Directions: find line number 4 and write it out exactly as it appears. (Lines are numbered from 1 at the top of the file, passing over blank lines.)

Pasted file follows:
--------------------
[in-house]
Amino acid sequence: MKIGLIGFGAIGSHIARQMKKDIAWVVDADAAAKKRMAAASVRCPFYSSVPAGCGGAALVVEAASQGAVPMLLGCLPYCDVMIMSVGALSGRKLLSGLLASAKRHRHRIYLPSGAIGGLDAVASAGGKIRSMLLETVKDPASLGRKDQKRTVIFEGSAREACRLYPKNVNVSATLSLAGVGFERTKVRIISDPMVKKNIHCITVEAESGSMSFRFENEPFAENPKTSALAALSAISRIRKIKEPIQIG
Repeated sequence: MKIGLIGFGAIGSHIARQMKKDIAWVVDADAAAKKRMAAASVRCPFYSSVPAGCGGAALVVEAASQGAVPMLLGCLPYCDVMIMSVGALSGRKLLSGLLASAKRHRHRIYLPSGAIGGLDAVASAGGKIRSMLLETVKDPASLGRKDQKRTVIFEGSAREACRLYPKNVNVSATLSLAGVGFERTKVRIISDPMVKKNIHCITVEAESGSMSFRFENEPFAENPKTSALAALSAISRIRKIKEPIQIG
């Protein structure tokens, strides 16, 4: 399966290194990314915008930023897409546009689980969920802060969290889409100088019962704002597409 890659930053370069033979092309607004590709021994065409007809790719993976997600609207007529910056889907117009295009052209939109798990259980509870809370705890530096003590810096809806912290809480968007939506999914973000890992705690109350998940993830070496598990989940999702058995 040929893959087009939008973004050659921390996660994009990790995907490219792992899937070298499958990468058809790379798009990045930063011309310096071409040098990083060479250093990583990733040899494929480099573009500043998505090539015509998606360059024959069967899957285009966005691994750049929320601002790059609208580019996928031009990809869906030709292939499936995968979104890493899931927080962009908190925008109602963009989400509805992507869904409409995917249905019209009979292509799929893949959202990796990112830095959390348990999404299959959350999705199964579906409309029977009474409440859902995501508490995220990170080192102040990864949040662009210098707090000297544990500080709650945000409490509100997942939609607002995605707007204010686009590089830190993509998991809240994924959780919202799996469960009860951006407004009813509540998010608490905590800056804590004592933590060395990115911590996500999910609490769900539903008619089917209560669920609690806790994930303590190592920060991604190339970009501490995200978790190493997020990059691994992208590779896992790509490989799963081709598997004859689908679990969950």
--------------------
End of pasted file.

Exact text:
């Protein structure tokens, strides 16, 4: 399966290194990314915008930023897409546009689980969920802060969290889409100088019962704002597409 890659930053370069033979092309607004590709021994065409007809790719993976997600609207007529910056889907117009295009052209939109798990259980509870809370705890530096003590810096809806912290809480968007939506999914973000890992705690109350998940993830070496598990989940999702058995 040929893959087009939008973004050659921390996660994009990790995907490219792992899937070298499958990468058809790379798009990045930063011309310096071409040098990083060479250093990583990733040899494929480099573009500043998505090539015509998606360059024959069967899957285009966005691994750049929320601002790059609208580019996928031009990809869906030709292939499936995968979104890493899931927080962009908190925008109602963009989400509805992507869904409409995917249905019209009979292509799929893949959202990796990112830095959390348990999404299959959350999705199964579906409309029977009474409440859902995501508490995220990170080192102040990864949040662009210098707090000297544990500080709650945000409490509100997942939609607002995605707007204010686009590089830190993509998991809240994924959780919202799996469960009860951006407004009813509540998010608490905590800056804590004592933590060395990115911590996500999910609490769900539903008619089917209560669920609690806790994930303590190592920060991604190339970009501490995200978790190493997020990059691994992208590779896992790509490989799963081709598997004859689908679990969950």